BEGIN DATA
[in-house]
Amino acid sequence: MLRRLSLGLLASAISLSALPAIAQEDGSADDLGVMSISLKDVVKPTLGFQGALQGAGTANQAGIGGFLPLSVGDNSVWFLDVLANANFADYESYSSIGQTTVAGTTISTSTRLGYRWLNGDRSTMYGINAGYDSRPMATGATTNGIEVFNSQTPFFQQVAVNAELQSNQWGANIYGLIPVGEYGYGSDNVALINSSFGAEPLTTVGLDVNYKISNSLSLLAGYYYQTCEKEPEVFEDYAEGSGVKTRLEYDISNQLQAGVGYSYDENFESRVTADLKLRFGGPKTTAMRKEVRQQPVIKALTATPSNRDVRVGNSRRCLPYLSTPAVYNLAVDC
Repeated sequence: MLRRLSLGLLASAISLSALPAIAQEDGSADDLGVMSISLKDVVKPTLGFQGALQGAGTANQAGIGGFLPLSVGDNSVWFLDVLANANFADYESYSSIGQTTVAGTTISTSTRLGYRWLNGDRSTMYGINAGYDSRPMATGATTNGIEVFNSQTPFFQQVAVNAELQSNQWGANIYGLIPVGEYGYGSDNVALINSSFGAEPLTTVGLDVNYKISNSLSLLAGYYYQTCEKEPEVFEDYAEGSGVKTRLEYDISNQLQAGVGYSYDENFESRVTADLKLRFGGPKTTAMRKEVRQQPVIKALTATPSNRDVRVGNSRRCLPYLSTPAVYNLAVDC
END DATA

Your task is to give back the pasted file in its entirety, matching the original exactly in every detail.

[in-house]
Amino acid sequence: MLRRLSLGLLASAISLSALPAIAQEDGSADDLGVMSISLKDVVKPTLGFQGALQGAGTANQAGIGGFLPLSVGDNSVWFLDVLANANFADYESYSSIGQTTVAGTTISTSTRLGYRWLNGDRSTMYGINAGYDSRPMATGATTNGIEVFNSQTPFFQQVAVNAELQSNQWGANIYGLIPVGEYGYGSDNVALINSSFGAEPLTTVGLDVNYKISNSLSLLAGYYYQTCEKEPEVFEDYAEGSGVKTRLEYDISNQLQAGVGYSYDENFESRVTADLKLRFGGPKTTAMRKEVRQQPVIKALTATPSNRDVRVGNSRRCLPYLSTPAVYNLAVDC
Repeated sequence: MLRRLSLGLLASAISLSALPAIAQEDGSADDLGVMSISLKDVVKPTLGFQGALQGAGTANQAGIGGFLPLSVGDNSVWFLDVLANANFADYESYSSIGQTTVAGTTISTSTRLGYRWLNGDRSTMYGINAGYDSRPMATGATTNGIEVFNSQTPFFQQVAVNAELQSNQWGANIYGLIPVGEYGYGSDNVALINSSFGAEPLTTVGLDVNYKISNSLSLLAGYYYQTCEKEPEVFEDYAEGSGVKTRLEYDISNQLQAGVGYSYDENFESRVTADLKLRFGGPKTTAMRKEVRQQPVIKALTATPSNRDVRVGNSRRCLPYLSTPAVYNLAVDC